Everyday Middle East

Instagram has become one of the most significant platforms for empowering photographers since the creation of the Internet. In just three years, the app has given photographers more freedom to propel their own stories beyond traditional media. A few well-chosen hashtags and the ability to share via other social sites like Facebook, Twitter and Flickr with a swipe of your thumb, photographers can connect their work to millions of users who might have never seen it. Their influence is relayed in real-time numbers via followers and comments, and has reshaped journalism.

Everyday Everywhere is one of a handful of groups that has found a way to leverage that influence and create a space where photographers can connect people to their world consistently despite the continents separating them. Everyday Everywhere is the result of a collaboration among Peter DiCampo, Austin Merrill, and Grant Slater who initially had the idea. The first seeds for the project were planted in 2012 with the hashtag #everydayafrica, garnering more than 100,000 followers. Photographers around the world quickly began tagging their own work based on the countries or cities they were in.  In  2014, several photographers from 11 different Everyday Instagram accounts banded together to form The Everyday Projects. “The idea is to inspire and teach others to tell the stories of the world around them,” says the group’s mission statement. “Everyday images tell stories. Look outside yourself. Or look inside yourself and inside those around you. What makes everyday where you are?” Everyone, not just photographers, are encouraged to participate by including the tag “#everythingeverywhere” to their images.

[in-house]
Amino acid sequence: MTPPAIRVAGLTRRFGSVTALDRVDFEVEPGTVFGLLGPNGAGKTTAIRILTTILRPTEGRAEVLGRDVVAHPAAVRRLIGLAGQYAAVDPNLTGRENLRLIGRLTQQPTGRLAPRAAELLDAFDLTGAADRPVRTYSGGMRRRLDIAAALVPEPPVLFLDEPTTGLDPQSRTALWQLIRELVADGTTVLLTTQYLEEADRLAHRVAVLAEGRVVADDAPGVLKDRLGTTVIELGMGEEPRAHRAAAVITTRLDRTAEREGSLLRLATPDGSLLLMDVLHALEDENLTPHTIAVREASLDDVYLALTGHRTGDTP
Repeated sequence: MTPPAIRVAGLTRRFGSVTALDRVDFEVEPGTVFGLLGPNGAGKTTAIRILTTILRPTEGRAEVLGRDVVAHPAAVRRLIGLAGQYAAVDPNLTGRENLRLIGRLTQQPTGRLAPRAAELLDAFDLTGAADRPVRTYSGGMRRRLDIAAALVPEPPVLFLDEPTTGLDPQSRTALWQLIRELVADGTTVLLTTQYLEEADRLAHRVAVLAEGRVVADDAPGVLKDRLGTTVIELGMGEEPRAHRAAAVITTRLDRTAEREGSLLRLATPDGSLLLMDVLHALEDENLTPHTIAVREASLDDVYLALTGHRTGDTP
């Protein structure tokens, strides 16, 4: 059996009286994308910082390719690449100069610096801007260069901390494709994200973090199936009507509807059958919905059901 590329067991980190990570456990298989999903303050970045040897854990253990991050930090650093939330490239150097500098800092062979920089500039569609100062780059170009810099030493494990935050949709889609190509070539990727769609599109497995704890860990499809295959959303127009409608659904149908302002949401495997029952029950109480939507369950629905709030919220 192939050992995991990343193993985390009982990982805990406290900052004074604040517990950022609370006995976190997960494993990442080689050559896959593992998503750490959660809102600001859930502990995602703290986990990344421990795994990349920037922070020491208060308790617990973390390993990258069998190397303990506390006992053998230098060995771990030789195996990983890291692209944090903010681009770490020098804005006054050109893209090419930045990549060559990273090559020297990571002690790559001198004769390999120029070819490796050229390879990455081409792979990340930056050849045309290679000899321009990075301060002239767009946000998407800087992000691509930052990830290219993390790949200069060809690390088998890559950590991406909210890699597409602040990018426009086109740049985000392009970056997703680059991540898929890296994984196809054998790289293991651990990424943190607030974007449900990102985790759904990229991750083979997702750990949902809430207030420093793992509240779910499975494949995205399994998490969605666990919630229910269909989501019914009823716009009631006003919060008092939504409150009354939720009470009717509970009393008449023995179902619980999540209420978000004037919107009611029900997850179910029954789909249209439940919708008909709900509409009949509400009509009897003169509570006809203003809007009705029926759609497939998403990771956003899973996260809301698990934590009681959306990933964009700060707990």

Everyday Africa

Everyday Iran

Everyday Egypt

Everyday Jamaica

Everyday Asia

Everyday Latin America

Everyday Eastern Europe